My opinion on the question, Will video replace still photography?, changes based on the mood I’m in. Admittedly I become a curmudgeon when faced with change in the industry. I know this and over the past few years I have worked to approach change with an open mind. I am excited about the ways technology and the Internet have opened opportunities in the way we tell stories. I firmly believe that all these advances are tools for us to use – the tools don’t use us – and in the end it’s the quality of storytelling that’s important.
So what about the idea of going to an assignment, shooting a chunk of video and then pulling stills for publication in print or online?
I started thinking about this again today after following a link from one of my favorite blogs, Mastering Multimedia (here), which has a short post (here) that linked to a fantastic video by photojournalist David Stephenson (here) that was all shot with the Cannon 5D Mark II. See the video (here).
(How’s that for link love.)
Stephenson’s video is great – the technical quality of the film as well, as the storytelling. I shot him an e-mail asking if they were going to be pulling any stills for publication. His response was:
Tomorrow I’ll be looking for some frame grabs to pull out of the clips as we’ll be publishing the story on Monday.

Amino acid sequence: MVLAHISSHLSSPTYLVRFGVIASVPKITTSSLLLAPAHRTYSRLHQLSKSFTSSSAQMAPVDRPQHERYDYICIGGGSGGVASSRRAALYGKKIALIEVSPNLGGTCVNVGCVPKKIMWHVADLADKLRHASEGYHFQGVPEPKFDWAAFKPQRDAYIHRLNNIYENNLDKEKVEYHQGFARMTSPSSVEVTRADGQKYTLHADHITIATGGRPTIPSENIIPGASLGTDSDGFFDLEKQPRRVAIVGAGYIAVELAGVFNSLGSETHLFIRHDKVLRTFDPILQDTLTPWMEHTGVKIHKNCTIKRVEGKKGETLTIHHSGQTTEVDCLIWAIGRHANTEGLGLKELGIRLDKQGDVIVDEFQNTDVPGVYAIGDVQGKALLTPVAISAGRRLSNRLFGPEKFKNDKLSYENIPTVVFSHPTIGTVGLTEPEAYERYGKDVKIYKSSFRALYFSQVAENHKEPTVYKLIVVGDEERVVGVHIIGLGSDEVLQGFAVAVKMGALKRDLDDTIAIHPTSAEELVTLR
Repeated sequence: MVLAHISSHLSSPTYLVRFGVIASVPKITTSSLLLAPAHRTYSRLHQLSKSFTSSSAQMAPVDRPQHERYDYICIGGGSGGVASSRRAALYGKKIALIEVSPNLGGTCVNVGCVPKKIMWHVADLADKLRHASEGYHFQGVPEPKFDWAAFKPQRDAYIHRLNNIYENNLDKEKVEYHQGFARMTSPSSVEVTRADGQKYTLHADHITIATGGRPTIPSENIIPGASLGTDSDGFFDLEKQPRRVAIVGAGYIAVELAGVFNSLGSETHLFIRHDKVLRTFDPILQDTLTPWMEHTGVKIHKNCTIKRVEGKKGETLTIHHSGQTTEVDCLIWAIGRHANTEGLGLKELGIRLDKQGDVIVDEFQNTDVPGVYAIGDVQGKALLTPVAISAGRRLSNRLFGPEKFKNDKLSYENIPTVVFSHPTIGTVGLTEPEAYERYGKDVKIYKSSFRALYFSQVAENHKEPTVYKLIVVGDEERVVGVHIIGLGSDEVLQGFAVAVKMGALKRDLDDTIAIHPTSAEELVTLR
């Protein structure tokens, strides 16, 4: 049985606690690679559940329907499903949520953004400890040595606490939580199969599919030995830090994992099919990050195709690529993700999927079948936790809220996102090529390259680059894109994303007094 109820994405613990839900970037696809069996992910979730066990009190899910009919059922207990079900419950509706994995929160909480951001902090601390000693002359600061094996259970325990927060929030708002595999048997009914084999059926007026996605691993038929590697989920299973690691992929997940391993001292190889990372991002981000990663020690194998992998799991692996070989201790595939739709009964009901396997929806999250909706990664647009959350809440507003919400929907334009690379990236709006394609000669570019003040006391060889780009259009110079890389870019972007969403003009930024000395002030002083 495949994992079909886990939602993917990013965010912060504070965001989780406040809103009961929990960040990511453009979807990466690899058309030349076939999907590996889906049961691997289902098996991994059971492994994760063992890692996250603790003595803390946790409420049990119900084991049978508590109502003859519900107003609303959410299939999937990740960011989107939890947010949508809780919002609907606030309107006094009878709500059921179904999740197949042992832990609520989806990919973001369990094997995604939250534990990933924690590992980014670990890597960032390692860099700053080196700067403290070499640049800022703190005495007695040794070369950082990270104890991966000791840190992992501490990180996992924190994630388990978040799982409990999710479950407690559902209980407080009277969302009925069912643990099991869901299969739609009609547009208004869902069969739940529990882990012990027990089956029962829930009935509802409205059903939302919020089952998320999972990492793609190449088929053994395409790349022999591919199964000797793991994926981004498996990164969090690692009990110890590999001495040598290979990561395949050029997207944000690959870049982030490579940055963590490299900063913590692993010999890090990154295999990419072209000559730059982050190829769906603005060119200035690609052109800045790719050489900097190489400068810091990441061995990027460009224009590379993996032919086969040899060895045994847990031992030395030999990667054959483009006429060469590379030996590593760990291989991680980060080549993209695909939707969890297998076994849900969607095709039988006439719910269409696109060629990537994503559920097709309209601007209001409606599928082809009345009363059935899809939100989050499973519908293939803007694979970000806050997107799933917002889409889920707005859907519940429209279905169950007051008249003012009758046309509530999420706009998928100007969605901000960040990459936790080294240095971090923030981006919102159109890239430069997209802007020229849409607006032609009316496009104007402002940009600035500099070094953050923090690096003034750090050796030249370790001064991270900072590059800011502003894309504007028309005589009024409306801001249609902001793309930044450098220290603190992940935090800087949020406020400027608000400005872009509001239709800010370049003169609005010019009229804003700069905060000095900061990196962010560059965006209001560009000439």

If they don’t look great… I have some other stills I shot of the kid from a few weeks back with my 1st Gen. 5D. I might have to use those for the paper.
The time when journalists have one camera that shoots video and stills is here, and there is nothing wrong with using the tools that are provided to us. (My most-used analogy is that camera gear is like pots and pans: You can spend a lot of money on pots and pans, but it doesn’t mean you can cook. But if you know the fundamentals of cooking, they sure can help.) I believe thee are only two digital SLRs so far that shoot high quality video: Nikon’s D90 and the Cannon 5D Mark II.
I still feel, though, that pulling stills from video should never replace the still photographer. In my experience, there are fundamental differences between how you approach a subject from behind a video lens and a camera lens. One is about the composition of moments; the other is the composition of movement.
But there’s no reason not to try these things out. Explore and push the boundaries of the tools we are given.
Stay Connected with the Daily Roundup.
Sign up for our newsletter and get the best of the Beacon delivered every day to your inbox.